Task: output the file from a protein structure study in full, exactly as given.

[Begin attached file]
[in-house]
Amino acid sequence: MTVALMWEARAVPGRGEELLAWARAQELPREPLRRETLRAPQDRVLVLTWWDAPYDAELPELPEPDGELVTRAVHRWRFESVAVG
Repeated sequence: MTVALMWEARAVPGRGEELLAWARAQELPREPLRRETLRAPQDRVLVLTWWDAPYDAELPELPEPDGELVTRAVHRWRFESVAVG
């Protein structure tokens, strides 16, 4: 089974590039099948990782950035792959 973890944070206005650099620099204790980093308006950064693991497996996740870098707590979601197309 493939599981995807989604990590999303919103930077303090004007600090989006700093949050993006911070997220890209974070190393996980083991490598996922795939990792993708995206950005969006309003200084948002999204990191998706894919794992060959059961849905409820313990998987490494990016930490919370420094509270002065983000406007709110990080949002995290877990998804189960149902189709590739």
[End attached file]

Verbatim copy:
[in-house]
Amino acid sequence: MTVALMWEARAVPGRGEELLAWARAQELPREPLRRETLRAPQDRVLVLTWWDAPYDAELPELPEPDGELVTRAVHRWRFESVAVG
Repeated sequence: MTVALMWEARAVPGRGEELLAWARAQELPREPLRRETLRAPQDRVLVLTWWDAPYDAELPELPEPDGELVTRAVHRWRFESVAVG
């Protein structure tokens, strides 16, 4: 089974590039099948990782950035792959 973890944070206005650099620099204790980093308006950064693991497996996740870098707590979601197309 493939599981995807989604990590999303919103930077303090004007600090989006700093949050993006911070997220890209974070190393996980083991490598996922795939990792993708995206950005969006309003200084948002999204990191998706894919794992060959059961849905409820313990998987490494990016930490919370420094509270002065983000406007709110990080949002995290877990998804189960149902189709590739």